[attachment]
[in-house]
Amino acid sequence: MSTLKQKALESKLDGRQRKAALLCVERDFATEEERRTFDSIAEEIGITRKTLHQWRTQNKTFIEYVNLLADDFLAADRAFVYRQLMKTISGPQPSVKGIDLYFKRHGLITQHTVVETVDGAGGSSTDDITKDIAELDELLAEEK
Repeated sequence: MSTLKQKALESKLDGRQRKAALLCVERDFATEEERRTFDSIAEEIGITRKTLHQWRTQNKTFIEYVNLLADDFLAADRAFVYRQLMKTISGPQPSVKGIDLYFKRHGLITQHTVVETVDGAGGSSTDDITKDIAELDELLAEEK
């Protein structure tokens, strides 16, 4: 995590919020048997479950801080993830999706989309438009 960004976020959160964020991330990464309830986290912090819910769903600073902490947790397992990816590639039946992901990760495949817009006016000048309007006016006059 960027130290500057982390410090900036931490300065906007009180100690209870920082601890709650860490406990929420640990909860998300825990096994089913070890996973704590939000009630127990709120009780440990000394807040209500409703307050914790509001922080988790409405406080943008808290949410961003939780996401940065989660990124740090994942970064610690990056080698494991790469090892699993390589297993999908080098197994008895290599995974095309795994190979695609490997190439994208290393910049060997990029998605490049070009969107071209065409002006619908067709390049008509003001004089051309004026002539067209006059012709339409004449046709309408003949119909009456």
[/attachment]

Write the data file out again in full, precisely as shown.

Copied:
[in-house]
Amino acid sequence: MSTLKQKALESKLDGRQRKAALLCVERDFATEEERRTFDSIAEEIGITRKTLHQWRTQNKTFIEYVNLLADDFLAADRAFVYRQLMKTISGPQPSVKGIDLYFKRHGLITQHTVVETVDGAGGSSTDDITKDIAELDELLAEEK
Repeated sequence: MSTLKQKALESKLDGRQRKAALLCVERDFATEEERRTFDSIAEEIGITRKTLHQWRTQNKTFIEYVNLLADDFLAADRAFVYRQLMKTISGPQPSVKGIDLYFKRHGLITQHTVVETVDGAGGSSTDDITKDIAELDELLAEEK
């Protein structure tokens, strides 16, 4: 995590919020048997479950801080993830999706989309438009 960004976020959160964020991330990464309830986290912090819910769903600073902490947790397992990816590639039946992901990760495949817009006016000048309007006016006059 960027130290500057982390410090900036931490300065906007009180100690209870920082601890709650860490406990929420640990909860998300825990096994089913070890996973704590939000009630127990709120009780440990000394807040209500409703307050914790509001922080988790409405406080943008808290949410961003939780996401940065989660990124740090994942970064610690990056080698494991790469090892699993390589297993999908080098197994008895290599995974095309795994190979695609490997190439994208290393910049060997990029998605490049070009969107071209065409002006619908067709390049008509003001004089051309004026002539067209006059012709339409004449046709309408003949119909009456």